Molho resigned only a day before the state was meant to respond to a petition to the High Court of Justice against his continued service as a diplomatic envoy. The petition argued that it was improper for Molho to be given sensitive diplomatic assignments while he was not a civil servant, and especially since his partner, Shimron, had been involved in the controversial submarine deal.

In a hearing on the petition Monday, the court accepted the state’s position that the resignation made the petition superfluous, but added that the question of whether a private person should be appointed a diplomatic envoy could be examined if Molho’s replacement is also a private citizen.

The court also added that Molho should leave his position as soon as possible, noting, “Under the current situation, [his remaining] does him no honor.” The state’s representative, Meital Buchman Schindel, argued that staying on the job until February was a reasonable amount of time to allow for “handing over the job in a careful and thought-out manner, without undermining the State of Israel’s foreign relations,” and that the public good required that he be part of the transition. “If we leave aside this new development [of Molho’s questioning,] Molho has filled a sensitive position for the State of Israel for many years and his sudden disappearance won’t serve the public interest,” Schindel added.

Molho’s own lawyer, Michael Rabello, noted during the hearing that no restrictions had been imposed on his work as an envoy.

Ganor signed a state’s witness agreement following his arrest earlier this year. Ganor was among the first of those arrested in the submarines case, for allegedly bribing Israeli officials and associates of the prime minister in order to lock in Israel’s purchase of three submarines and four missile boats from ThyssenKrupp for nearly 2 billion euros ($2.3 billion).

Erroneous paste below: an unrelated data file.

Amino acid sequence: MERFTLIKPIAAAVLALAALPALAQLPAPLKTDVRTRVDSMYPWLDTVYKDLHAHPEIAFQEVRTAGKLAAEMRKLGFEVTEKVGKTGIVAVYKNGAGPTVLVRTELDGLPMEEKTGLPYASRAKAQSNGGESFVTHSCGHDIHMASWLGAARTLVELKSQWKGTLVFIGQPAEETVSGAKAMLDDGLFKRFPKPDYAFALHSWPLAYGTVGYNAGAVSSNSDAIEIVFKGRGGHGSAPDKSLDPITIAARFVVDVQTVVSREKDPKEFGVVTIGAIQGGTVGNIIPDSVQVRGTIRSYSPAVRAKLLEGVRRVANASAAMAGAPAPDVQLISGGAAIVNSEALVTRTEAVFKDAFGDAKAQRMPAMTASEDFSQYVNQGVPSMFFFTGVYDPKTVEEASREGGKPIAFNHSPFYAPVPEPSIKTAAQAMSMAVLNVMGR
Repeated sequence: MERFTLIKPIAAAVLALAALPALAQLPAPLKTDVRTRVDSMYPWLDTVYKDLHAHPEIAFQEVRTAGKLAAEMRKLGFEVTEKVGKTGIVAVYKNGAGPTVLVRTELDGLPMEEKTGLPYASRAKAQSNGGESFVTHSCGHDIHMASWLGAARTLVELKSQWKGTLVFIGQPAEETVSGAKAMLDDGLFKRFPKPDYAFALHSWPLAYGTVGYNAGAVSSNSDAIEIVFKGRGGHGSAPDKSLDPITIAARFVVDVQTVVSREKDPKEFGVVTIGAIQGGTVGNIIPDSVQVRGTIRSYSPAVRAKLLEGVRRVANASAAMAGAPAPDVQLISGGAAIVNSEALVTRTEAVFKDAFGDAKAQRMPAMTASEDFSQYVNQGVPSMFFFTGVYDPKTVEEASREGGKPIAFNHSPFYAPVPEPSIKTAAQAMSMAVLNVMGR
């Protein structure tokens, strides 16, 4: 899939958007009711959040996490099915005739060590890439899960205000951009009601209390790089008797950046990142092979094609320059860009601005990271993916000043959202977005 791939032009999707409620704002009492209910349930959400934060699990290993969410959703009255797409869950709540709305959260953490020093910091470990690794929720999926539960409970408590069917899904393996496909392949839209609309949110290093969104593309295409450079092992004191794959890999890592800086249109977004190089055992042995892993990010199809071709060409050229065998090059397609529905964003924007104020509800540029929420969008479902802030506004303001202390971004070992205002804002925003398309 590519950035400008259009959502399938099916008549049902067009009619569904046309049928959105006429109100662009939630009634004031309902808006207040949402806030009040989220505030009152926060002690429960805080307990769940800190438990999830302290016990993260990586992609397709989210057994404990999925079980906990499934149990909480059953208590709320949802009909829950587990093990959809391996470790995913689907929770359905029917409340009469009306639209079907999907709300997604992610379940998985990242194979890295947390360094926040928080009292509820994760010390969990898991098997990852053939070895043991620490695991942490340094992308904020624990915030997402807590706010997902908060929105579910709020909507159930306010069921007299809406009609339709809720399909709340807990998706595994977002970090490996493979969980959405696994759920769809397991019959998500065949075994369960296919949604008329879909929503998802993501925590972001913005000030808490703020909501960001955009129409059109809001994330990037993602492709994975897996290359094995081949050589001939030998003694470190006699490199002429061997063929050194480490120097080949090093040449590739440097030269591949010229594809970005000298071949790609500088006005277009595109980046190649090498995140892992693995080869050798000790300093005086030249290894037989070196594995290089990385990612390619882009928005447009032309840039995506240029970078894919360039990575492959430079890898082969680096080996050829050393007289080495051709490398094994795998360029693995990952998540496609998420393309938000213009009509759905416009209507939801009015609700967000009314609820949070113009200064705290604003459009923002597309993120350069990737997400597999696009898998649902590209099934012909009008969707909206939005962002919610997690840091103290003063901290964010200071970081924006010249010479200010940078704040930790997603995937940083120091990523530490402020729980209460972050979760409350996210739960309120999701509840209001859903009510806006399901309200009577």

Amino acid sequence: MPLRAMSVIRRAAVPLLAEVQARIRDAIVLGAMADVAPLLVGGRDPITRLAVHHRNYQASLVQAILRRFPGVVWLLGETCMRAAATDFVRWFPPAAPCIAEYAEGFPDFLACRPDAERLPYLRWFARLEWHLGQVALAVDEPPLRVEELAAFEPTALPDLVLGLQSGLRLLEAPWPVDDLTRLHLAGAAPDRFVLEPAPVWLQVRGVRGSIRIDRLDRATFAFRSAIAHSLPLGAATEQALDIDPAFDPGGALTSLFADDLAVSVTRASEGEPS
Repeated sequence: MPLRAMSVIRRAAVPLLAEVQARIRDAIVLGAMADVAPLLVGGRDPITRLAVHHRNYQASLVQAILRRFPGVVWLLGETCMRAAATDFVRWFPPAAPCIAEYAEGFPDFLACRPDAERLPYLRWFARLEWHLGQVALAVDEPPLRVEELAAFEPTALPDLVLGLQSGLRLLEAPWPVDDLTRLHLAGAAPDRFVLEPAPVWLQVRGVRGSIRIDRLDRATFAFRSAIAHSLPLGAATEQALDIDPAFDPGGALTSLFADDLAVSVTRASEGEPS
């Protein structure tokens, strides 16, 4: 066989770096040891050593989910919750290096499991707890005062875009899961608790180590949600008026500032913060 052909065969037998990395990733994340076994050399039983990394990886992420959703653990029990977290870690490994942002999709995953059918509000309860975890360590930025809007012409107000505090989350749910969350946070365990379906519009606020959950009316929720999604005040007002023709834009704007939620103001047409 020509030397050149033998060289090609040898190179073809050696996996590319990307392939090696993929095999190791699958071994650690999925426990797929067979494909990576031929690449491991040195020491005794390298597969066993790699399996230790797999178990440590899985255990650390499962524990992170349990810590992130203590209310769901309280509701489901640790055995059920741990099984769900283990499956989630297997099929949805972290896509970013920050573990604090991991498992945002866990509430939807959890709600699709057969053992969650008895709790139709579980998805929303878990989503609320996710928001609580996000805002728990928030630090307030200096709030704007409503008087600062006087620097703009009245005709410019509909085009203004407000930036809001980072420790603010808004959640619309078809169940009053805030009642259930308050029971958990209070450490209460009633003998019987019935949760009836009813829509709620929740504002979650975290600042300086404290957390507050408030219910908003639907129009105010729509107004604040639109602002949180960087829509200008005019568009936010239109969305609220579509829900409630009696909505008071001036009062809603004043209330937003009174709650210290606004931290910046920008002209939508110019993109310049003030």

Molho served as special envoy twice, from 1996 to 1999 and then beginning in 2009. He conducted negotiations on Netanyahu’s behalf with the Palestinian Authority, was involved in cease-fire negotiations with Hamas in Gaza and has been a central figure in contacts with the Egyptians. He attended meetings of the security cabinet and was also involved in coalition negotiations.

Yesh Atid chairman Yair Lapid, who was finance minister when the deal with Germany was signed and who has given evidence in the case, said Monday at the start of his Knesset faction’s meeting, “All of Netanyahu’s closest circle is tainted by this case. I know what has not yet been published. There is no scenario under which Netanyahu won’t be summoned for questioning in the submarine case.”

After Molho was summoned for questioning, Likud tried to distance Netanyahu from the case.

“Prime Minister Netanyahu is not in any way a suspect in the submarines case,” the party said in a statement. “That was correct, it is correct and it will always be correct. The media effort to cast doubt on the prime minister because some of his associates have been questioned is futile.”

Molho's lawyer, Zvi Agmon, commented on the allegations, saying his client had "contributed for years voluntarily to Israel's civil service, working for the benefit of the nation and not himself, and he has nothing to do with the submarine affair."